Abstract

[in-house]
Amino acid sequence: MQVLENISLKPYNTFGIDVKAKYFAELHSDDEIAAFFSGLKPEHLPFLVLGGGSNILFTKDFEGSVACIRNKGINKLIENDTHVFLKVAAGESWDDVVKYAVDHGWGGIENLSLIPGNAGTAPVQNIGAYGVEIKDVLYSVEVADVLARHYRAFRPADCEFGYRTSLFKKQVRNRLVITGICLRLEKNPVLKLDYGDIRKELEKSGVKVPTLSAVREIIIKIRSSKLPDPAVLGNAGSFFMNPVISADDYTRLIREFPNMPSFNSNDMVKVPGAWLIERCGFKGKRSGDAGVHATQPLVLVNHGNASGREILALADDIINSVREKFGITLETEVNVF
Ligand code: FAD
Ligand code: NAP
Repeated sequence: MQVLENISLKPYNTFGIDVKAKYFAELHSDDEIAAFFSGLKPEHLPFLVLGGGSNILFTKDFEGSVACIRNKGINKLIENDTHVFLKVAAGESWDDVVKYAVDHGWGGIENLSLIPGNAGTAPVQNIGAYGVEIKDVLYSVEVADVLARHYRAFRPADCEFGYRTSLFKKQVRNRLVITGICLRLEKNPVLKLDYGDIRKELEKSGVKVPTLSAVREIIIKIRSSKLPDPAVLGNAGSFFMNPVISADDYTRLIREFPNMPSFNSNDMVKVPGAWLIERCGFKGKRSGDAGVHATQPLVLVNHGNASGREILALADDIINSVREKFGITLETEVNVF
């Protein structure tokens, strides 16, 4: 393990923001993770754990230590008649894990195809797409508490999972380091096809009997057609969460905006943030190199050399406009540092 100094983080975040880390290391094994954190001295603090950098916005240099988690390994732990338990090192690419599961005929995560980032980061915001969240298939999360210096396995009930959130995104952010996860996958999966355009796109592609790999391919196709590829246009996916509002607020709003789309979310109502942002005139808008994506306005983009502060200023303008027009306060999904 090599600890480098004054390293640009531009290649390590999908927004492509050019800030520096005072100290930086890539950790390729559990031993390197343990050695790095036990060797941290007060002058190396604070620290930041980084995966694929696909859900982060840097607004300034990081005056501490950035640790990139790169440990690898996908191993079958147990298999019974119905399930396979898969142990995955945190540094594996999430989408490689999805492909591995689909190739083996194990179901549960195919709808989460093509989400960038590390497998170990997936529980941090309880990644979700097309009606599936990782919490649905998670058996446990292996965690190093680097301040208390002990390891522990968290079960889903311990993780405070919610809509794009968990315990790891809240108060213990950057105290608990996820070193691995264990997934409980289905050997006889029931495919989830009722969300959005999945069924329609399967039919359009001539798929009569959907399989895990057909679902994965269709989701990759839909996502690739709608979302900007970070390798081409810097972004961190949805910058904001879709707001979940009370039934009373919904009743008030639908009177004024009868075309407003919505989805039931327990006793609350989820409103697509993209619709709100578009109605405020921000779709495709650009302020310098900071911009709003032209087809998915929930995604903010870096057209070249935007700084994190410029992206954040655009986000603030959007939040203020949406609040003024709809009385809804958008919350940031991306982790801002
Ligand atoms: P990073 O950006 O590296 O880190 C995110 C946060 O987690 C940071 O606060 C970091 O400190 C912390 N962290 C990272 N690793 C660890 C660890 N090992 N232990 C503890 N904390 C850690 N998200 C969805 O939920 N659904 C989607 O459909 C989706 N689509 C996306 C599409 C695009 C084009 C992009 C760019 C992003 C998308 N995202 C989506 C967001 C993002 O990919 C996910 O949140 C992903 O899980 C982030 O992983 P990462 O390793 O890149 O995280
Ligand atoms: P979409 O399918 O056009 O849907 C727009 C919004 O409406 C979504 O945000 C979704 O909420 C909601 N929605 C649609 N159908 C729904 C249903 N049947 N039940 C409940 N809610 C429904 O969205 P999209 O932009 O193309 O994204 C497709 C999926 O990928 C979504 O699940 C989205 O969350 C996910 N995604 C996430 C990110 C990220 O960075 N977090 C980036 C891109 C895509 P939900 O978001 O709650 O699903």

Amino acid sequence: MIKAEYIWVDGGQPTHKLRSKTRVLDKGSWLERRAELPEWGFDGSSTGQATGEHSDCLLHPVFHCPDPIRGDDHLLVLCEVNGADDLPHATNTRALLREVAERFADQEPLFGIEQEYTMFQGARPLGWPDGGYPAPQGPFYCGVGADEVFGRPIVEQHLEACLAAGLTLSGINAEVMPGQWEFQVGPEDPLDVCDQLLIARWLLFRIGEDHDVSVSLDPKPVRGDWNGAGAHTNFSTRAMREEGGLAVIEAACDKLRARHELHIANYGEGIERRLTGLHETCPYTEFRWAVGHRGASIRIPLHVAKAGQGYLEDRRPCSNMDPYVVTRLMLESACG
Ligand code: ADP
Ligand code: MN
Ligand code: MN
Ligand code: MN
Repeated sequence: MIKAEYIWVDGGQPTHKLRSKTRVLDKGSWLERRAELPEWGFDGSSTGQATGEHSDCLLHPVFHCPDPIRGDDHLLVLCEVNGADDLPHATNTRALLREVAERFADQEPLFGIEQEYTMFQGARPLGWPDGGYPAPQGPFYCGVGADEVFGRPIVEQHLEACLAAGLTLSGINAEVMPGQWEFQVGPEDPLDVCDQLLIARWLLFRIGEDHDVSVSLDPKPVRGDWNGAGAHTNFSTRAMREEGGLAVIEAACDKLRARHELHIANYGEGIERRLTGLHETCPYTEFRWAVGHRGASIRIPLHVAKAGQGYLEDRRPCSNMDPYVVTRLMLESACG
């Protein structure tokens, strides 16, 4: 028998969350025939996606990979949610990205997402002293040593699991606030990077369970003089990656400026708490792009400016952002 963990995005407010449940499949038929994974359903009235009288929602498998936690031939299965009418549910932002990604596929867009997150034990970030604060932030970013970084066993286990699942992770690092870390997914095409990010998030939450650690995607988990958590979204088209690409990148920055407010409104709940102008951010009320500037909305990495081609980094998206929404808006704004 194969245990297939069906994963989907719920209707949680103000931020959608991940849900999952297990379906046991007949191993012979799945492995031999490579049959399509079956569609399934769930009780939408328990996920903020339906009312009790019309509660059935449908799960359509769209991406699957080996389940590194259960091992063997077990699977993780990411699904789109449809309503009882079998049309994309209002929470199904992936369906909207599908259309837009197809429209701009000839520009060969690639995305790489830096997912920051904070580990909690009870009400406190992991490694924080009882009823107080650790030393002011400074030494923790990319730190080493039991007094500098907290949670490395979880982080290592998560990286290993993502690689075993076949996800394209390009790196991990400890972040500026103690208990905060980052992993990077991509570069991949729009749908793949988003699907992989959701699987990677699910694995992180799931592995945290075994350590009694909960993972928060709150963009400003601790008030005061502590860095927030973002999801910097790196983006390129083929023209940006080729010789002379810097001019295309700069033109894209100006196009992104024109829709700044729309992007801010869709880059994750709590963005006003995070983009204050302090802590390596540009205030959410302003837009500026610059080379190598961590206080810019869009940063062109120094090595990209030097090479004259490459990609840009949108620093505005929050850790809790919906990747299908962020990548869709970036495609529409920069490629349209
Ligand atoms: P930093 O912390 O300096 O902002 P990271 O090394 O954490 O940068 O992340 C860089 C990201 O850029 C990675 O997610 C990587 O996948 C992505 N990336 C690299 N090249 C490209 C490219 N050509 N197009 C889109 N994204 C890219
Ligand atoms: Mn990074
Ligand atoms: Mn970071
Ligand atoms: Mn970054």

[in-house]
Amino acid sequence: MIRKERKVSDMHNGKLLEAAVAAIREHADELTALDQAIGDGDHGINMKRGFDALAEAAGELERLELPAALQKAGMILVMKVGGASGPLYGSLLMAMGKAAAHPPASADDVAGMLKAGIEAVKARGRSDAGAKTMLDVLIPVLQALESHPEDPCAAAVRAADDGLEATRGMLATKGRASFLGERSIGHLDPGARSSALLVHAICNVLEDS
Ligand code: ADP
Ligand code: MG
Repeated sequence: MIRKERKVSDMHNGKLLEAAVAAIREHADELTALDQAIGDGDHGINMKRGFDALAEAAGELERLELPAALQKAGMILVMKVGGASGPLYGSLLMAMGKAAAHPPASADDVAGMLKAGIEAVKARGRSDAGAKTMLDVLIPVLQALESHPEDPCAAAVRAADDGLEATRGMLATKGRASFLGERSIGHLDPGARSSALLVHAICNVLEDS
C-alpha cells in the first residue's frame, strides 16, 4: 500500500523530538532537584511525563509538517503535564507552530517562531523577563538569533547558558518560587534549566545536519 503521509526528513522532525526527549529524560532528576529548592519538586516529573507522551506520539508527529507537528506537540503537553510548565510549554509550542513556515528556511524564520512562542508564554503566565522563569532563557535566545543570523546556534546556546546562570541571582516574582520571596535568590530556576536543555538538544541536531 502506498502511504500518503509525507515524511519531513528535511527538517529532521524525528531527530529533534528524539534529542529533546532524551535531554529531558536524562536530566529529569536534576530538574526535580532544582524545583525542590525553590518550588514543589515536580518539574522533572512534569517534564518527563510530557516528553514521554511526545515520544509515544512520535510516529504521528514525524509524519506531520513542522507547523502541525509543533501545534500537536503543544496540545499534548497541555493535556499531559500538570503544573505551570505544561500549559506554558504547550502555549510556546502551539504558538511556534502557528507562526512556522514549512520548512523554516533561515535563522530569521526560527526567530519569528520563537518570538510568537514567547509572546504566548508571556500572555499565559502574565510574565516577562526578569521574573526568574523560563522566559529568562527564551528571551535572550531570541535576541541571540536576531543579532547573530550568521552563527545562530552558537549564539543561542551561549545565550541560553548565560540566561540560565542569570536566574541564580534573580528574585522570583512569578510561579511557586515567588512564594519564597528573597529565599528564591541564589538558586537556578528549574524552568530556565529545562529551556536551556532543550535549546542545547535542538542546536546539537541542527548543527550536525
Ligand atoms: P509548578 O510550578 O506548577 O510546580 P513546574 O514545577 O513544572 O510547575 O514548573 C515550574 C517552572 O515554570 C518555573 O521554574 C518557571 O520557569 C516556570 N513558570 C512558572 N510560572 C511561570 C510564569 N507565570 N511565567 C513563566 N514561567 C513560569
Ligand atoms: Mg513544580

The presence of a carbonate platform that interfingers towards the west with slope facies allows for the identification of an ancient lower Palaeozoic continental margin in the Western Precordillera of Argentina. The Los Sombreros Formation is essential for the interpretation of the continental slope of the Precordillera, which accreted to Gondwana as part of the Cuyania Terrane in the early Palaeozoic. The age of these slope deposits is controversial; therefore, a precise biostratigraphic scheme is critical to reveal the evolution of the South American continental margin of Gondwana. The study of lithic deposits of two sections of the Los Sombreros Formation, the El Salto and Los Túneles sections, provides important information for further understanding the depositional history of the slope. At El Salto section, the conodonts recovered from an allochthonous block refer to the Cordylodus proavus Zone (upper Furongian). The conodonts recovered from the matrix of a calclithite bed of the Los Sombreros Formation in the Los Túneles section are assigned to the Lenodus variabilis Zone (early Darriwilian), providing a minimum age for this stratigraphic unit. In addition, clasts from this sample yielded conodonts from the Paltodus deltiferMacerodus dianae zones (upper Tremadocian). The contrasting conodont colour alterations and preservation states from the elements of two latter records, coming from the same sample, argue the reworked clasts originated in the carbonate platform and later transported to the slope during the accretion process of the Precordilleran Terrane to the South American Gondwanan margin during the Middle–Late Ordovician.

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